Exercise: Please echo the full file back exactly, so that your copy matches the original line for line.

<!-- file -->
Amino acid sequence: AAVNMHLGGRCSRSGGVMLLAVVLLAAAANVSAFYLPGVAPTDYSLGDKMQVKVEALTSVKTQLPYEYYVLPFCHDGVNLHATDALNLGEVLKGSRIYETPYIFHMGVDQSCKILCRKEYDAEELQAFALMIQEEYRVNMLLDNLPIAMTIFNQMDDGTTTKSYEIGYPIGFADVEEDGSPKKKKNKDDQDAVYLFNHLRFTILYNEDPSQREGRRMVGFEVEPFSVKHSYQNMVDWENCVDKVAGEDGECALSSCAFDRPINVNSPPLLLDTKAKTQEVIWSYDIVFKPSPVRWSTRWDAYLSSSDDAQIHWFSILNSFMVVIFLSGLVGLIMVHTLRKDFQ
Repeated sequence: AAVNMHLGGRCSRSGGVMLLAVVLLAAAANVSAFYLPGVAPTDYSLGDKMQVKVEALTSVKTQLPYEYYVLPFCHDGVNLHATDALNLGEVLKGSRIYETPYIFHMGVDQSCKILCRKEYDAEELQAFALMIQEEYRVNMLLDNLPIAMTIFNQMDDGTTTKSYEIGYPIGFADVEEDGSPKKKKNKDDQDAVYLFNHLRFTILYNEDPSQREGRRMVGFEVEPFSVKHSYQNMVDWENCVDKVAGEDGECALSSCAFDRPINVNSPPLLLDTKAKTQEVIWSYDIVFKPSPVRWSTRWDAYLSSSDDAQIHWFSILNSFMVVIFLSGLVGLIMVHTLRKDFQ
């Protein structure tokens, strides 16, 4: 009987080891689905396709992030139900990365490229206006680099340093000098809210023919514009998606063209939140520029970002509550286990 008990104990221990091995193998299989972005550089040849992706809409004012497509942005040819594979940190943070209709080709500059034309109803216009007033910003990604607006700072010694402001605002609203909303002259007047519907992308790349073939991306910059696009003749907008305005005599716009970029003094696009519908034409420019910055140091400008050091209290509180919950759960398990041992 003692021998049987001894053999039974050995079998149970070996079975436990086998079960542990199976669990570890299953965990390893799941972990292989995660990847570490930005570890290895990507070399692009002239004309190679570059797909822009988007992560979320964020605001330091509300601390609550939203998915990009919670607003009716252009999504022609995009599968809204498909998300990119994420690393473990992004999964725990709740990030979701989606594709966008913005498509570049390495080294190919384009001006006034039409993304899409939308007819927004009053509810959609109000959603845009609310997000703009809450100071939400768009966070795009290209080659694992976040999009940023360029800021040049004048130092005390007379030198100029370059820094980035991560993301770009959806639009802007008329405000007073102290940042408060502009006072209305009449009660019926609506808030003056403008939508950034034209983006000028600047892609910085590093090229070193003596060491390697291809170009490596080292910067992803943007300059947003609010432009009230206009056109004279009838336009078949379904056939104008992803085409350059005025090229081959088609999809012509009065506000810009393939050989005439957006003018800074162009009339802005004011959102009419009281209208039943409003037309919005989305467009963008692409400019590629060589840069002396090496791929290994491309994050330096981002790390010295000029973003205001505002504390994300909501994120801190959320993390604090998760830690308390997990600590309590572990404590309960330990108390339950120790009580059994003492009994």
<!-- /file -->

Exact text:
Amino acid sequence: AAVNMHLGGRCSRSGGVMLLAVVLLAAAANVSAFYLPGVAPTDYSLGDKMQVKVEALTSVKTQLPYEYYVLPFCHDGVNLHATDALNLGEVLKGSRIYETPYIFHMGVDQSCKILCRKEYDAEELQAFALMIQEEYRVNMLLDNLPIAMTIFNQMDDGTTTKSYEIGYPIGFADVEEDGSPKKKKNKDDQDAVYLFNHLRFTILYNEDPSQREGRRMVGFEVEPFSVKHSYQNMVDWENCVDKVAGEDGECALSSCAFDRPINVNSPPLLLDTKAKTQEVIWSYDIVFKPSPVRWSTRWDAYLSSSDDAQIHWFSILNSFMVVIFLSGLVGLIMVHTLRKDFQ
Repeated sequence: AAVNMHLGGRCSRSGGVMLLAVVLLAAAANVSAFYLPGVAPTDYSLGDKMQVKVEALTSVKTQLPYEYYVLPFCHDGVNLHATDALNLGEVLKGSRIYETPYIFHMGVDQSCKILCRKEYDAEELQAFALMIQEEYRVNMLLDNLPIAMTIFNQMDDGTTTKSYEIGYPIGFADVEEDGSPKKKKNKDDQDAVYLFNHLRFTILYNEDPSQREGRRMVGFEVEPFSVKHSYQNMVDWENCVDKVAGEDGECALSSCAFDRPINVNSPPLLLDTKAKTQEVIWSYDIVFKPSPVRWSTRWDAYLSSSDDAQIHWFSILNSFMVVIFLSGLVGLIMVHTLRKDFQ
């Protein structure tokens, strides 16, 4: 009987080891689905396709992030139900990365490229206006680099340093000098809210023919514009998606063209939140520029970002509550286990 008990104990221990091995193998299989972005550089040849992706809409004012497509942005040819594979940190943070209709080709500059034309109803216009007033910003990604607006700072010694402001605002609203909303002259007047519907992308790349073939991306910059696009003749907008305005005599716009970029003094696009519908034409420019910055140091400008050091209290509180919950759960398990041992 003692021998049987001894053999039974050995079998149970070996079975436990086998079960542990199976669990570890299953965990390893799941972990292989995660990847570490930005570890290895990507070399692009002239004309190679570059797909822009988007992560979320964020605001330091509300601390609550939203998915990009919670607003009716252009999504022609995009599968809204498909998300990119994420690393473990992004999964725990709740990030979701989606594709966008913005498509570049390495080294190919384009001006006034039409993304899409939308007819927004009053509810959609109000959603845009609310997000703009809450100071939400768009966070795009290209080659694992976040999009940023360029800021040049004048130092005390007379030198100029370059820094980035991560993301770009959806639009802007008329405000007073102290940042408060502009006072209305009449009660019926609506808030003056403008939508950034034209983006000028600047892609910085590093090229070193003596060491390697291809170009490596080292910067992803943007300059947003609010432009009230206009056109004279009838336009078949379904056939104008992803085409350059005025090229081959088609999809012509009065506000810009393939050989005439957006003018800074162009009339802005004011959102009419009281209208039943409003037309919005989305467009963008692409400019590629060589840069002396090496791929290994491309994050330096981002790390010295000029973003205001505002504390994300909501994120801190959320993390604090998760830690308390997990600590309590572990404590309960330990108390339950120790009580059994003492009994």